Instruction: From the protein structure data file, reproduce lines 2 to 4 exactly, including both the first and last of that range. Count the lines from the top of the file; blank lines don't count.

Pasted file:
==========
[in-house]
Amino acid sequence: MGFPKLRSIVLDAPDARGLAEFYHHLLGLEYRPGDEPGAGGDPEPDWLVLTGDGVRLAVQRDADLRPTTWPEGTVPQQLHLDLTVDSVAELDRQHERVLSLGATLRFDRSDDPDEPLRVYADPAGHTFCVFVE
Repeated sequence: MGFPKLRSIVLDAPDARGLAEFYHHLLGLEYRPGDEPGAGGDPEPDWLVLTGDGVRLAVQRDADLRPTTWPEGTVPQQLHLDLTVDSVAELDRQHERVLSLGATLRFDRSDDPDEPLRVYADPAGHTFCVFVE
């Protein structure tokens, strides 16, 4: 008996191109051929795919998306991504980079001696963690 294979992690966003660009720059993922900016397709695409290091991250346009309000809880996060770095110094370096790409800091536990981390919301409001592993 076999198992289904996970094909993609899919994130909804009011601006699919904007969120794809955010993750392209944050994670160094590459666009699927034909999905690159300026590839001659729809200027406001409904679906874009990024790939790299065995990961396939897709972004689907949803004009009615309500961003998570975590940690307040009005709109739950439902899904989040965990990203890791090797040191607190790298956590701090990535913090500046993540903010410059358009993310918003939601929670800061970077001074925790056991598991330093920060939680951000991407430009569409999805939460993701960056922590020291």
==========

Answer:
Amino acid sequence: MGFPKLRSIVLDAPDARGLAEFYHHLLGLEYRPGDEPGAGGDPEPDWLVLTGDGVRLAVQRDADLRPTTWPEGTVPQQLHLDLTVDSVAELDRQHERVLSLGATLRFDRSDDPDEPLRVYADPAGHTFCVFVE
Repeated sequence: MGFPKLRSIVLDAPDARGLAEFYHHLLGLEYRPGDEPGAGGDPEPDWLVLTGDGVRLAVQRDADLRPTTWPEGTVPQQLHLDLTVDSVAELDRQHERVLSLGATLRFDRSDDPDEPLRVYADPAGHTFCVFVE
């Protein structure tokens, strides 16, 4: 008996191109051929795919998306991504980079001696963690 294979992690966003660009720059993922900016397709695409290091991250346009309000809880996060770095110094370096790409800091536990981390919301409001592993 076999198992289904996970094909993609899919994130909804009011601006699919904007969120794809955010993750392209944050994670160094590459666009699927034909999905690159300026590839001659729809200027406001409904679906874009990024790939790299065995990961396939897709972004689907949803004009009615309500961003998570975590940690307040009005709109739950439902899904989040965990990203890791090797040191607190790298956590701090990535913090500046993540903010410059358009993310918003939601929670800061970077001074925790056991598991330093920060939680951000991407430009569409999805939460993701960056922590020291």